They sucked me in. I had no choice. It was the title:
Making Mathematics with Needlework; Edited by Sarah-Marie Belcastro and Carolyn Yackel.
And the cover. Two knitted donuts accompanied by two wooden needles and two balls of yarn. The symmetry and balance were head turning.
Oh yes. Those toruses might as well have been tornadoes, leaving me breathless at the thought of mathematics–and knitting–placed together in a single volume.
(This is the part where I could shamefacedly admit to being somewhat of a math-geek. But I think you’ve already guessed that, so I’ll save my confessions for another time.)
Some books are predestined for certain people to read.
I placed the book on my Christmas list where it languished for two years, driving me to despair and to Amazon.
Amazon had it, plus exorbitant shipping.
Here’s a confession I will make: I don’t like paying a significant percentage of something’s cover price just to have it delivered two weeks later. So I deepened my despair and moved on.
As a last-ditch effort, I checked our modest local library. They didn’t have it either. Not that I expected them to; keeping up on new DVD releases is a hit or miss process. An obscure mathematical-needlework volume would be completely beyond them.
Then came the moment of inspiration. I just needed to work the system to get what I wanted. Specifically, the library system.
I filled out a form with all the identifying factors of the book, title, authors, ISBN, ISBN-10, ISBN-13, date published, publisher, and what have you. Then I submitted it to the Inter-Library Loan System.
The Inter-Library Loan System is an oblique process by which you ask a librarian to find you an impossible-to-find book from a library that neither of you have ever been to. It takes an indefinite amount of time, has unreliable results, has no allowances for renewals of the loan period, carries triple the fine for overdue materials, and your improbable success leads to an awkward scene at the check-out counter:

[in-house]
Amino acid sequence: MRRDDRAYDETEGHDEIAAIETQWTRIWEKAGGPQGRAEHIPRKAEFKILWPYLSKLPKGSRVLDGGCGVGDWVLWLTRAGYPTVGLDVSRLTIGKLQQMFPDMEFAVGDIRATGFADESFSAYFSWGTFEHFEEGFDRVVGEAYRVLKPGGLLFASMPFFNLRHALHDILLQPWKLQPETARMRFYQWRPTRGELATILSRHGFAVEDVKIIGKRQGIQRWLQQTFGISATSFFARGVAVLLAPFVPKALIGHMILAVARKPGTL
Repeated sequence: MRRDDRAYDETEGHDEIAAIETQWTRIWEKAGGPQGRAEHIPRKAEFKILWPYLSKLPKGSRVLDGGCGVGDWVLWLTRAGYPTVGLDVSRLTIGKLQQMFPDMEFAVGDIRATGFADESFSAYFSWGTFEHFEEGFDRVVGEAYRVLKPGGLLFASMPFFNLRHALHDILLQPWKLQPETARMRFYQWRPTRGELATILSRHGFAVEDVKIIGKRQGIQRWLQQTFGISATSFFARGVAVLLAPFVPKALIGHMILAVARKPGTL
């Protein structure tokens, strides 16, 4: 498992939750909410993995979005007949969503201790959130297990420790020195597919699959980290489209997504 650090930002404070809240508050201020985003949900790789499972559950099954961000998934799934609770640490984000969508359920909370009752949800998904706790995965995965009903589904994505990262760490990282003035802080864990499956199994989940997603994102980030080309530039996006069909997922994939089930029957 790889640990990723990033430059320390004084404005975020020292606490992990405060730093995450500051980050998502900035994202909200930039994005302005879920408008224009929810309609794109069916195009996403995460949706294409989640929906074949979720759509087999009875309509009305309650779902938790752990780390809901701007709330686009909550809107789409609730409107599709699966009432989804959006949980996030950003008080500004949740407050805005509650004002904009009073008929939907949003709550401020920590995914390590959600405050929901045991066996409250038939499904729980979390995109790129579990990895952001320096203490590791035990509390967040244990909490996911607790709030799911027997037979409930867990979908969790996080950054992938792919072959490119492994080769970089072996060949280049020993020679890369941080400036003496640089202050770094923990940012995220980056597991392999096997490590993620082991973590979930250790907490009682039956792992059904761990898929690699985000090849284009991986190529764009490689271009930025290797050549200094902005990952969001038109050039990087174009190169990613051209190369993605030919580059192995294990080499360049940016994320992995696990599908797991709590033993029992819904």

I stand, waiting to catch a librarian’s attention.
ME: Hello. I have an interlibrary loan request to pick up.
The librarian looks at me, perhaps measuring my worthiness.
LIBRARIAN: Last name?
ME: Dale. D-A-L-E.
The spelling is insurance on my part, initial proof that I am who I say I am. The librarian leaves to search the shelf of holds behind the counter for my Inter-Library Loan Request. Normal requests, known by the informal term “holds”, are placed on a public shelf for easy access by a patron. But this Inter-Library Loan Request comes from a foreign library system, and must be held in quarantine separate from other materials until I come to check it out.
The librarian returns, holding a slim volume about a foot square.
LIBRARIAN: Is this it? Making Mathematics with Needlework?
ME: That’s it.
I smile and reach my hand out. The librarian places the book just out of reach on the counter. It’s not mine. Yet.